From the Montreal Gazette:
They are optimistic about winning Trudeau's riding but few predict other gains.
Even in the plain surroundings of a church-basement hall in a working-class neighbourhood on a sultry, late-summer Friday evening, there should have been more excitement in the air.
After all, this meeting was to decide a rare, contested Liberal nomination for the federal election to be called in two days.
And if Stéphane Dion's party has a chance of gaining any seats in Quebec on Oct. 14, then it should have a chance in this riding, Jeanne-Le Ber.
It's in an area of southwest Montreal held by the Liberals in five consecutive elections before they lost it in 2006 to the Bloc Québécois by 3,095 votes.
The 264 chairs in the audience weren't enough to seat all the eligible voters and other interested parties who turned out. And the contest was so close that it was eventually decided, in favour of Christian Feuillette, by a margin of only nine of the 213 valid votes cast.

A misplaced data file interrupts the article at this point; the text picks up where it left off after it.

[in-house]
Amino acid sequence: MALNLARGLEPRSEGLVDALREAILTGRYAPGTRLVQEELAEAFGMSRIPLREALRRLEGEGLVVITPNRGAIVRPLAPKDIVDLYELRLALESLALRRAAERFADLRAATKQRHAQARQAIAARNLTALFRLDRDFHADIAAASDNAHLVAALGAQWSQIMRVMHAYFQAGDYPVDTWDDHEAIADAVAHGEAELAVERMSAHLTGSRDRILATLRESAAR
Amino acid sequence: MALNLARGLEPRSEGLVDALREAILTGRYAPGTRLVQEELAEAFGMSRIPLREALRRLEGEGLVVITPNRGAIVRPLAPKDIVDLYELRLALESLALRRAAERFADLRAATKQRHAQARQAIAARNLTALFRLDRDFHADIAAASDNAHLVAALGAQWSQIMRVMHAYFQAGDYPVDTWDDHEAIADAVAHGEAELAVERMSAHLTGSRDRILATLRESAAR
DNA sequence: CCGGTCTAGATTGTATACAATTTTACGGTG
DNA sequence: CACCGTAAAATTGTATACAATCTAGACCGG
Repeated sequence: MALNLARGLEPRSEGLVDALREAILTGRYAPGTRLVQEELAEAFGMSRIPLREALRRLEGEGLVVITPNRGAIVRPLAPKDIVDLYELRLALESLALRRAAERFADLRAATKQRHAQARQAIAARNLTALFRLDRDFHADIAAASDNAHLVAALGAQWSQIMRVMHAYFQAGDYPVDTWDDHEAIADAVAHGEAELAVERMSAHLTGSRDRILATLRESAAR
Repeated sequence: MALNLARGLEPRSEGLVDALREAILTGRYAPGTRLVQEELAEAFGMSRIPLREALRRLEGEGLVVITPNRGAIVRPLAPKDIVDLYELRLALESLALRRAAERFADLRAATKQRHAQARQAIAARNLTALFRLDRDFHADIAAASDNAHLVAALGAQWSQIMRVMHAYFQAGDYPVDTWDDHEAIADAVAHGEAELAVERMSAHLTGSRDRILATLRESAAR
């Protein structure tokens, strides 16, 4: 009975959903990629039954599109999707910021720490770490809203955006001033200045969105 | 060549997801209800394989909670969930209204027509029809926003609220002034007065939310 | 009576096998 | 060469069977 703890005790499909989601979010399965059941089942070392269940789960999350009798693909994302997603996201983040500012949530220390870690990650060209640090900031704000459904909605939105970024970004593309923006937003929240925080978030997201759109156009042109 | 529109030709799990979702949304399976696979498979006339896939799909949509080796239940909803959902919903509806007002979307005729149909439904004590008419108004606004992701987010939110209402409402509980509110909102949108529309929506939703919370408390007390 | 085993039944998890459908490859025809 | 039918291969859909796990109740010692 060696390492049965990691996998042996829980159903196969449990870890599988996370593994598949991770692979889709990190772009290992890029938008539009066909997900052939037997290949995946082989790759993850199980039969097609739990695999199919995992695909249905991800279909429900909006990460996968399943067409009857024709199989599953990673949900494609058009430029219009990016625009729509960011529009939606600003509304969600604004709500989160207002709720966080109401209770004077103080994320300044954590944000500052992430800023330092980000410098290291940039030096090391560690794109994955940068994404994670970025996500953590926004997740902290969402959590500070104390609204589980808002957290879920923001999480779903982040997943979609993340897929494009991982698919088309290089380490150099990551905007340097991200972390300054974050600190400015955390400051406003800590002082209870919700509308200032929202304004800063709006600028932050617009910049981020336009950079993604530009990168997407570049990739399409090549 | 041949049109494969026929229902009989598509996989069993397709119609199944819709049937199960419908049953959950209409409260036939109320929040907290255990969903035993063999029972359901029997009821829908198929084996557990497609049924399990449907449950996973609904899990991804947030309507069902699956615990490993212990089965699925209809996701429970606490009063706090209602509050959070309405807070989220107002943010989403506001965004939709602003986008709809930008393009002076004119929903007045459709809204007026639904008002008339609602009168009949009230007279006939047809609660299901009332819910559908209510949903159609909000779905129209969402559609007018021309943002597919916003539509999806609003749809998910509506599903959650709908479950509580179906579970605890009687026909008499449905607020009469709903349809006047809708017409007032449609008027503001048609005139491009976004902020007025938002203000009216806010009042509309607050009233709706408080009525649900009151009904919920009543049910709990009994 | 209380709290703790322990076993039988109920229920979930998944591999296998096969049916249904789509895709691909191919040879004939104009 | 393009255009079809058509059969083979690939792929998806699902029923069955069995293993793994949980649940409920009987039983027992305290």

Yet there were no demonstrations for the candidates before the meeting was called to order, no waving of the red scarves brought by supporters of Feuillette's opponent, Mark Bruneau, and few interruptions of their five-minute speeches for applause.
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